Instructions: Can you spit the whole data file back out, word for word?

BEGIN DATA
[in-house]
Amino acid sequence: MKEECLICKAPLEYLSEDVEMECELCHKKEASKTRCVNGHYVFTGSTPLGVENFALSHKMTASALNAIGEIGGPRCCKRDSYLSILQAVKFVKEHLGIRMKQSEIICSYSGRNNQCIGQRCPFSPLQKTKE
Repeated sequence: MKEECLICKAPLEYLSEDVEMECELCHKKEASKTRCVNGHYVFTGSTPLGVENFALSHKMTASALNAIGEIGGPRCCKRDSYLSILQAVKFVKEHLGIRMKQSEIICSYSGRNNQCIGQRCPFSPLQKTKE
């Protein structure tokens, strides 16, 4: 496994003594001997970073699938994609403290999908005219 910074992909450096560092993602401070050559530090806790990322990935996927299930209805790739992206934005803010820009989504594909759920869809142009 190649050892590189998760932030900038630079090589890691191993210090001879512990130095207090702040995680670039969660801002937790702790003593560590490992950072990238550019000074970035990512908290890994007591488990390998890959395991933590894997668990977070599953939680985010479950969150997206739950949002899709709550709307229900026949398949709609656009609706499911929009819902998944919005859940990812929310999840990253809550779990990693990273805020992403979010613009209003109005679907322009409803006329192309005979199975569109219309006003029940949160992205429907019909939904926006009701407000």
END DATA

[in-house]
Amino acid sequence: MKEECLICKAPLEYLSEDVEMECELCHKKEASKTRCVNGHYVFTGSTPLGVENFALSHKMTASALNAIGEIGGPRCCKRDSYLSILQAVKFVKEHLGIRMKQSEIICSYSGRNNQCIGQRCPFSPLQKTKE
Repeated sequence: MKEECLICKAPLEYLSEDVEMECELCHKKEASKTRCVNGHYVFTGSTPLGVENFALSHKMTASALNAIGEIGGPRCCKRDSYLSILQAVKFVKEHLGIRMKQSEIICSYSGRNNQCIGQRCPFSPLQKTKE
């Protein structure tokens, strides 16, 4: 496994003594001997970073699938994609403290999908005219 910074992909450096560092993602401070050559530090806790990322990935996927299930209805790739992206934005803010820009989504594909759920869809142009 190649050892590189998760932030900038630079090589890691191993210090001879512990130095207090702040995680670039969660801002937790702790003593560590490992950072990238550019000074970035990512908290890994007591488990390998890959395991933590894997668990977070599953939680985010479950969150997206739950949002899709709550709307229900026949398949709609656009609706499911929009819902998944919005859940990812929310999840990253809550779990990693990273805020992403979010613009209003109005679907322009409803006329192309005979199975569109219309006003029940949160992205429907019909939904926006009701407000």